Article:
From midnight on Monday, certain businesses such as construction will be allowed to reopen, but social distancing rules will still apply.
The government is looking at reopening schools as the number of cases begins to tail off.
Authorities reported 10 new cases on Monday, the 26th straight day where this number has been in double figures.
Using an active test-and-quarantine programme, South Korea has so far managed to slow its outbreak without imposing lockdowns or business bans.
However, schools have been closed, with remote-learning programmes set up in their place.
Prime Minster Chung Sye-kyun has ordered education officials to prepare measures to ensure hygiene and enforce distancing between pupils in order for the government to announce a timeline for reopening schools no later than early May.
Restrictions are being relaxed, with stores with a surface of up to 2,500 square metres (26,900 square feet) being allowed to open.
Zoos and botanical parks, fitness centres and driving schools are back to business. Public gatherings of up to 10 people are allowed, up from two.
The government rules on social distancing and mandatory face masks remain in place.
The government is considering easing some restrictions.
State planning agencies said a proposal will be submitted to the Cabinet on Tuesday for easing restrictions.
Measures currently in place include a nationwide 10pm-4am curfew, the closure of malls, and restaurants being restricted to takeaway and home delivery services. A ban on incoming international commercial passenger flights was extended on Monday through to the end of May.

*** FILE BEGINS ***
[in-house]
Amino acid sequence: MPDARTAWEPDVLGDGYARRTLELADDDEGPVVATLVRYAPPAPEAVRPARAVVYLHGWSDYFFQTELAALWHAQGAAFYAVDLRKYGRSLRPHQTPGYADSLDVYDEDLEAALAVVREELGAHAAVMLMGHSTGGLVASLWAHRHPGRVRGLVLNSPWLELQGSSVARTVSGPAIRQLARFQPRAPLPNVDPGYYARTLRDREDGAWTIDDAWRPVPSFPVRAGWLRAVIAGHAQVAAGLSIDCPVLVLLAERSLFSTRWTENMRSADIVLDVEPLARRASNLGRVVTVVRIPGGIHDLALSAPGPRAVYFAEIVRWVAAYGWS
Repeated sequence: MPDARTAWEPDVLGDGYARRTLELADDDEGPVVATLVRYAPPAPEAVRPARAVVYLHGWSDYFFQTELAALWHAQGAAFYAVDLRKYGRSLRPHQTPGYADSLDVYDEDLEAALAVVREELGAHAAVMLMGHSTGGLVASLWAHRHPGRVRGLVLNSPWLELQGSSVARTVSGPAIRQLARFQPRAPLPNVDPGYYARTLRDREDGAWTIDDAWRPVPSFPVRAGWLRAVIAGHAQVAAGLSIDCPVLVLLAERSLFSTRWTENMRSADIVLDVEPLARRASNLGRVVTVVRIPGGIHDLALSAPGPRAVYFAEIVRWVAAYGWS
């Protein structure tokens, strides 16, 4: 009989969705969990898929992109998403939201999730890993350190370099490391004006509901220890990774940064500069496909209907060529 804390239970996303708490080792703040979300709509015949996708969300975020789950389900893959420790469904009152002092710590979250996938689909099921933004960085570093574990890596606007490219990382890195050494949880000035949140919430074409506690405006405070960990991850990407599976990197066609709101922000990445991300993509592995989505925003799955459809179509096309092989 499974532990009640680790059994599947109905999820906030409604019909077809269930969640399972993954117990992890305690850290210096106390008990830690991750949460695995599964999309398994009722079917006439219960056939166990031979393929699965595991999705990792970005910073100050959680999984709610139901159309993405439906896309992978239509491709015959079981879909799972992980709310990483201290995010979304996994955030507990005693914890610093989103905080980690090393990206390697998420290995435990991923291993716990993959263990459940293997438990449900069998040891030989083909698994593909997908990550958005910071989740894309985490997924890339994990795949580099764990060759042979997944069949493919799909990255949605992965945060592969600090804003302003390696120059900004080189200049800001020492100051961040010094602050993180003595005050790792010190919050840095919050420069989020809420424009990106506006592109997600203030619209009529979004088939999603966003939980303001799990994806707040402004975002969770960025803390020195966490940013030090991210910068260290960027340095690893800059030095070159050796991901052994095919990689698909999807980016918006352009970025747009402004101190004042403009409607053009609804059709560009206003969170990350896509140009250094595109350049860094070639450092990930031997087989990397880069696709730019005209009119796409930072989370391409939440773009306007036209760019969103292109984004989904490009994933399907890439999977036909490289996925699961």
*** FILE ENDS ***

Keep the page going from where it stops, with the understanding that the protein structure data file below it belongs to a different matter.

A state of emergency will be extended through to May, allowing the government to continue implementing measures outside the normal legal framework to combat Covid-19.
More than a million people have downloaded a smartphone app designed to accelerate contact tracing for coronavirus, despite some privacy concerns.
Government officials intend to rush legislation through parliament to outlaw the use of collected data for purposes other than tracing people who might have Covid-19.
Officials have also promised to release the app’s source code within two weeks so that independent analysts can better understand its privacy implications.
The government says at least 40% of the Australian population needs to take up the technology, based on Singapore’s TraceTogether app, for it to be effective.
The government hopes the app will enable Australia to safely reopen the economy by enabling health officials to quickly identify and contain new outbreaks.
Australia will resume non-urgent surgeries this week for the first time since March 27 as confidence grows that hospitals will not be overwhelmed by Covid-19 cases.
Prime Minister Shinzo Abe said his country is adding 14 more countries, including Russia, Peru and Saudi Arabia, to the entry ban list as the country steps up border controls, with infections continuing to spread.
Japan has already banned entry from more than 70 other countries, banning foreigners with records of visiting those countries in the past two weeks, while invalidating visas for the rest of the world.
The additional step regarding the 14 countries will take effect on Wednesday, Mr Abe said.
The entry ban and the visa restrictions, initially set to end on April 30, are extended until the end of May.
Japan is under a month-long state of emergency due to last until May 6. Officials and experts are gauging its effect and considering whether to extend the measure.
Pakistan’s ban on international and domestic air travel has been extended until May 25.
Even as the numbers of confirmed cases continue a steady upward climb, Pakistan’s Prime Minister Imran Khan has refused to close mosques in the country during the Islamic fasting month of Ramadan, leaving it to clerics to enforce social distancing.